21 April 2012

Sylvia Plath's "Desert Song"

In the Sylvia Plath Collection at Mortimer Rare Book Room, there is a typescript of a poem entitled "Desert Song." Plath dated this poem April 21, 1955 and submitted it to her creative writing professor Alfred Young Fisher as part of the course requirement. "Desert Song" remains unpublished to this day, but the poem is about, well, it is a sex poem - or lack thereof in the metaphor of an arid desert in want of saturation. The course for which this poem was submitted was a special study course in creative writing which Plath most certainly earned based on her academic credentials, her success in publishing her creative writing in both local and national periodicals, and the promise of her future in the field of poetry and creative writing.

On the verso of this typescript, in Plath's hand and in pencil, she cryptically made note of a date (29 April), a page number (30) and a newspaper title (Union). It is evident from the typescript being dated 1955 that Plath was referring to 29th April of that year; and the Union must be the Springfield Union, one of the newspapers out of Springfield, Mass. Familiarity with her biography allows one to remember that around this time Plath was quite busy: winning awards as the school year ended, preparing to graduate summa cum laude, receiving a Fulbright to Cambridge, and competing in the Kathryn Irene Glascock Poetry Competition at Mt. Holyoke.

For her poetry class with Fisher, Plath produced a number of poems that are both dated and undated.

Dated poems Plath submitted in that spring semester of 1955 were:

"Harlequin Love Song" on 20 January;
"Danse Macabre" on 10 February;
"The Princess and the Goblins" on 3 March;
"Sonnet to a Shade" on 10 March;
"To a JIlted Lover" on 17 March;
"On the Futility of a Lexicon" on 24 March;
"Two Lovers and a Beachcomber by the Real Sea" 14 April; and
"Desert Song" 21 April

Undated poems (and by undated, what I mean is that we know these were written circa 1955, but what is not known is the specific date the poem was written) submitted were:

"Apology for an April Satyr"; "Black Pine Tree in Orange Light"; "Complaint"; "The Dream"; "Elegy" [submitted between 1952 and 1955]; "Epitaph in Three Parts"; "Ice Age" (I); "Insolent Storm Strikes at the Skull"; "Lament" (Variant title "Dirge"); "Million Dollar Month"; "Moonsong at Morning"; "New England Winter Without Snow"; "Notes on Zarathustra's Prologue"; "Notes to a Neophyte"; "On Looking Into the Eyes of a Demon Lover"; "Prologue to Spring"; "Rondeau"; "Second Winter"; "Song for a Revolutionary Love"; "Song for a Thaw"; "Song of Eve"; "Sonnet for a Green-Eyed Sailor"; "Sonnet to Satan"; "A Sorcerer Bids Farewell to Seem"; "Temper of Time"; "Terminal"; "Triolet Frivole"; "Wayfaring at the Whitney: A Study in Sculptural Dimensions"; "White Girl Between Yellow Curtains"; and "Winter Words."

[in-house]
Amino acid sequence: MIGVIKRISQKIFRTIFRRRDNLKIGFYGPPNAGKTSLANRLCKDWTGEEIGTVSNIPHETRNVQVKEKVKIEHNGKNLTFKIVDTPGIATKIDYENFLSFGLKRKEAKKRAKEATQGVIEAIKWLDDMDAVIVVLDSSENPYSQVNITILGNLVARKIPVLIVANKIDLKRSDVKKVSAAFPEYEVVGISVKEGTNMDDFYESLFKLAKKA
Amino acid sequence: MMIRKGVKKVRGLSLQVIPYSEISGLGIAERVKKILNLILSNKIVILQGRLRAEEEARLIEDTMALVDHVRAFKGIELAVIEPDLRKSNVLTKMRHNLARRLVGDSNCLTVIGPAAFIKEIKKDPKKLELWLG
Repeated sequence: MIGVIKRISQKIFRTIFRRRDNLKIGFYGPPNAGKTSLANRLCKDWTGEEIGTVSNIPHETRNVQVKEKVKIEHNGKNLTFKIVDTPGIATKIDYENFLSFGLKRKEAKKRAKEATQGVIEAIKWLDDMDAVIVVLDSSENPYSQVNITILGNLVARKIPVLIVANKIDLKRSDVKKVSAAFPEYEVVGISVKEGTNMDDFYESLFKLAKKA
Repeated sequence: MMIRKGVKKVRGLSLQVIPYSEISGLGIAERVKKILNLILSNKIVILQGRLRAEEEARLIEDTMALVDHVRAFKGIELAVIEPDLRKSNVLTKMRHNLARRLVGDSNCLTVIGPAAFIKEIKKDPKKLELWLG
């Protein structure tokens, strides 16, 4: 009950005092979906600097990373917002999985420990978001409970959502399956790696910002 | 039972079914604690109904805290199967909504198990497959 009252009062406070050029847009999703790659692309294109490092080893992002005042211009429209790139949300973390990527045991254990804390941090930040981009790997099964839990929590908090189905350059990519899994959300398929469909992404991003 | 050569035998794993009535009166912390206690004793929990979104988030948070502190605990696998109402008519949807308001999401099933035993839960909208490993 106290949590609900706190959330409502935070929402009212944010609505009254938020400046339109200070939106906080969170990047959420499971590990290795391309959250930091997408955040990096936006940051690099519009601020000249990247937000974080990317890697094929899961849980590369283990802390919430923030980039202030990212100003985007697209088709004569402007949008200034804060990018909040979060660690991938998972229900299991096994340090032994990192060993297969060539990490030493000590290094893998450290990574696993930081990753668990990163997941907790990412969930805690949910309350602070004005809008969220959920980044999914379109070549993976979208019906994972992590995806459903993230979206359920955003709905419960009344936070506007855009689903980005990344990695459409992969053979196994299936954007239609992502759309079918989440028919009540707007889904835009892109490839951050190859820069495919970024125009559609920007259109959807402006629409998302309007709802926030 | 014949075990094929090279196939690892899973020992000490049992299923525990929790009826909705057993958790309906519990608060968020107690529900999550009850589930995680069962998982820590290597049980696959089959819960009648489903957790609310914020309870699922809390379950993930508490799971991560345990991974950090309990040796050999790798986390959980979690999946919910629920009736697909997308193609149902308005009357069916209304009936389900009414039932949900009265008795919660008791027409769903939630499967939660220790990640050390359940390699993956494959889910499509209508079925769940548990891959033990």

Plath submitted the poems in batches, so only the top poem in each batch would be dated. But, what a prolific spring! It would be interesting to try to determine which poems belonged to which batch, but that might not be knowable.

Getting back to "Desert Song." We ask the question: did Plath get it back the following Thursday, on 28 April? It is unlikely for on "Two Lovers and a Beachcomber by the Real Sea," which she submitted on the 14th, Fisher noted, "No meeting next week on Thursday 28 April." He would have given back the batch of poems with "Two Lovers" on the 21st: the day she submitted her next batch headed by "Desert Song."